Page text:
Data collection for this project has finished, with 1165 individuals having participated. Data post-processing and analysis are ongoing.

Lifespan Human Connectome Project: Development (HCP-D)

We are excited to be one of four research teams who work on the Lifespan Human Connectome Project Development (HCP-D) Study. The HCP-D study is a four-year, multi-site project that is funded by the National Institute of Health.

The HCP-D Study will enroll 1,300+ healthy children, adolescents, and young adults (ages 5-21) to discover how different parts of a child’s brain are connected and how these connections (the “connectome”) change as the brain develops. Ultimately, the HCP-D Study aims to collect information that parents, educators, and health professionals can use to enhance the well-being of our children. For more information about the HCP-D Study, please visit the HCP Development Study website.

Data available for download through the National Institute of Mental Health Data Archive (NDA); see instructions for download here.

Impact of BDNF Genotype and Early Adversity on Brain Development

The experience of stress, particularly during the early years of life are associated with altered developmental outcomes. In collaboration with colleagues at the University of Minnesota and the Sackler institute we conducted a study that assessed learning, attention, and brain development in internationally adopted youth, which provides a good model of time-limited early life stress. Specifically, the project used behavioral, neuroimaging, and genetic measures to test the hypothesis that the Vall66Met polymorphism of the BDNF gene moderates the impact of early institutional/orphanage rearing on the structural and functional development of brain systems including the hippocampus, amygdala, and prefrontal cortex. A comparison group of Minnesota youth not internationally adopted also participated in the study.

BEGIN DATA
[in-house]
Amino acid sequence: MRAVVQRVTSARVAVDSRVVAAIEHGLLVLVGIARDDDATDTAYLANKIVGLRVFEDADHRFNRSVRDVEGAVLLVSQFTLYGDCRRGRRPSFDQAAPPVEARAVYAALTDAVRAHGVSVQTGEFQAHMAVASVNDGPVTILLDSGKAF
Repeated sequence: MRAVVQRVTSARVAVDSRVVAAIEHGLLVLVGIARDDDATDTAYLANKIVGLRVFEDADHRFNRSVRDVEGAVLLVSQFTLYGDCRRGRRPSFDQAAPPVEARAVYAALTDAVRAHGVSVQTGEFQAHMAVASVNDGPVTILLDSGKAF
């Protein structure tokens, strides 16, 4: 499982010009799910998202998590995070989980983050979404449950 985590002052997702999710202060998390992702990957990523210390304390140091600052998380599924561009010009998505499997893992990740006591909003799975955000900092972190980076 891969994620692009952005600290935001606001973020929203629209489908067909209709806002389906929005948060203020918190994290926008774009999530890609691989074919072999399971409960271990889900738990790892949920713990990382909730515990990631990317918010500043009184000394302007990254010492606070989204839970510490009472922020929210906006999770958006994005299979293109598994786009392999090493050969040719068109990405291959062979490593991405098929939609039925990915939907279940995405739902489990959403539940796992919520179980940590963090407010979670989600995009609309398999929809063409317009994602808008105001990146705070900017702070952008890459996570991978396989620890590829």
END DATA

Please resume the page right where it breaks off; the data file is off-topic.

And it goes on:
Data collection for this project has finished. Data processing and analysis are ongoing.

Mount Hope Resilience Study

Our group has the unique opportunity to investigate the neural mechanisms of risk and resilience in a rich longitudinal dataset collected by our collaborators, Dr. Dante Cicchetti and Drs. Sheree Toth and Fred Rogosch from the Mount Hope Family Center at the University of Rochester, NY. The sample is comprised of individuals from a high-risk, low-SES background (n=120), half of whom have a documented history of child maltreatment. This dataset includes longitudinal behavioral and psychopathology data, as well as MRI brain data from young adulthood. Specifically, we are looking at structural brain data as well as functional brain activation during rest, risk and reward processing, cognitive conflict, and emotion processing. Our work so far has shown that history of child maltreatment is related to hippocampus-amygdala connectivity during an emotion-processing task, whereas resilient adult outcomes (indexed by success on adult developmental tasks, e.g., education attainment, job level and performance, strength of relationships), regardless of threat-related early adversity, is linked to frontolimbic efficiency.

Data collection for this project has finished. Data processing and analysis are ongoing.